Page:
Monday, October 16, 2006

Thanks to Marginal Revolution

Wow, traffic to my blog went WAY up last week after it was mentioned on my favorite blog, Marginal Revolution! Thanks Tyler.

Michigan Economy, Election for Governor

From today's WSJ, an article about the Michigan economy and the upcoming election for governor - incumbent Jennifer Granhom (D) vs. the billionaire challenger Dick DeVos, who has spent $16 million of his own money from the Amway family fortune!

Ms. Granholm isn't considered particularly pro-business, having relied heavily in her first term, as do most Democratic politicians here, on union support. Her campaign against Mr. DeVos has included traditional Democratic business-bashing, with jabs at her opponent for decisions he made at Amway. In the 1990s, Mr. DeVos oversaw the elimination of about 1,400 jobs and turned the company toward the world's biggest potential market: China.

What's an anti-business Democratic governor to do to get re-elected when the job picture is so bleak (see graph above)?

While other states dispense incentives to companies, few governors have done as much and as fast as Ms. Granholm -- especially during a re-election campaign. In August and September, Granholm-controlled development boards doled out $315 million in tax breaks and loans.


Why racial preferences are a product of white guilt

From "An open letter to my collegues and students at the University of Michigan," by Professor Carl Cohen, published in the Michigan Daily (student newspaper at the University of Michgian):

The preferences we give to minorities in admission (and in other contexts) were initiated as a form of compensation for injuries earlier inflicted; they were efforts to make retributive payment. In reality those preferences impose great burdens on minorities, burdens that outweigh any benefits they appear to offer; nevertheless the preferences are commonly viewed as instruments of redress. This compensatory intention was for many years explicit. But equal treatment under the law is plainly inconsistent with compensation by ethnicity; one is entitled to redress for injury without regard to skin color. So the compensatory justification of preference was thrown out by the courts, even though it remains for most ordinary folks the only ground on which preferences might make any sense at all. Our University, defending preferences in the courts, renounced that compensatory justification explicitly, resorting instead to the one justification that had some hope of winning the legal battle: diversity.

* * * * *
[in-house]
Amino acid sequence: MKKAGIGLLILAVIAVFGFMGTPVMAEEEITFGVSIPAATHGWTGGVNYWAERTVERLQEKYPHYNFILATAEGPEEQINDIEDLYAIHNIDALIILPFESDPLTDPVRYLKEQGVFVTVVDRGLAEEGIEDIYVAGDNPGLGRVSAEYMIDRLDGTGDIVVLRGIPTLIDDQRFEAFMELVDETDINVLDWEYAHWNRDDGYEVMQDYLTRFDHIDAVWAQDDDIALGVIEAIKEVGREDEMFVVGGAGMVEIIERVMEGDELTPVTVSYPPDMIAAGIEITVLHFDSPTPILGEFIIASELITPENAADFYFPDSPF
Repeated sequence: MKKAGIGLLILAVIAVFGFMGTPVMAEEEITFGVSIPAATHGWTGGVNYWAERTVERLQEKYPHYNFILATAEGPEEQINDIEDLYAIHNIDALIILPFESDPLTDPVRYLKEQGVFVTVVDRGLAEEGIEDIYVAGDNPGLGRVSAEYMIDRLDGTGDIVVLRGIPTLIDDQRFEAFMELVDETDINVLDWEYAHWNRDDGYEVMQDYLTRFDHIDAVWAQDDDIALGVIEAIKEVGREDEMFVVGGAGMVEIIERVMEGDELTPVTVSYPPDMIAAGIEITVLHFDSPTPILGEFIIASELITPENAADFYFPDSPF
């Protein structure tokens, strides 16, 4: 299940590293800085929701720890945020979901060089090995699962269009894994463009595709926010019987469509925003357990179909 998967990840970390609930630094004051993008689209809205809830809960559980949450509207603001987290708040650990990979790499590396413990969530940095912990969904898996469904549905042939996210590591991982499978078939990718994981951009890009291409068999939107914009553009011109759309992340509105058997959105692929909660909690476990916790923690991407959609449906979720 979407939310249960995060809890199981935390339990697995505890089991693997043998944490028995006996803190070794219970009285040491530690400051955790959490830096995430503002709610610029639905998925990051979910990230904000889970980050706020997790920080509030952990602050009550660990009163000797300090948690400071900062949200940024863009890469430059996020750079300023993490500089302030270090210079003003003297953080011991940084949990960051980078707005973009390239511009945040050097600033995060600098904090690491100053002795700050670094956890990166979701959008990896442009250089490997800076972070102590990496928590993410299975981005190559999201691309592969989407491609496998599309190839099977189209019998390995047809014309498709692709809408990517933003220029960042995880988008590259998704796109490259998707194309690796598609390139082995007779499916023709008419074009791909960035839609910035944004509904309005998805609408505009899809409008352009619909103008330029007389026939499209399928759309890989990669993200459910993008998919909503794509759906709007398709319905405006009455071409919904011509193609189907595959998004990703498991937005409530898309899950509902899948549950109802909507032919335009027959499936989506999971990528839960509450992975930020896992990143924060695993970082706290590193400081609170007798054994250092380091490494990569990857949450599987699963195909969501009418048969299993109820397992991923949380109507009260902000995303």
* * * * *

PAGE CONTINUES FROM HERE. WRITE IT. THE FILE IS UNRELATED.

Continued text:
As a defense of race preference, the alleged compelling need for racial diversity is entirely without merit. That defense has been advanced and accepted only because there is no other way, under the U. S. Constitution, to rescue the drive to expiate white guilt. We are told repeatedly, by people who seem not to fear embarrassing themselves, that diversity is the very heart of educational excellence. The compensatory payments by race that cannot otherwise be defended are saved by a dreadful argument.

That the diversity defense is no more than a stratagem is made manifest by the history of this controversy. Diversity was hardly ever mentioned until the compensatory justification was thrown out by the courts.

The race card always works in our country because, where the atmosphere is one of pervasive racial guilt, the accusation of racism leveled at a person or an institution sticks like glue, and needs no proof to do its damage. Universities, like corporations, do not pay to the measure of any actual racism; they pay to the measure of racism's bloated reputation in the age of white guilt.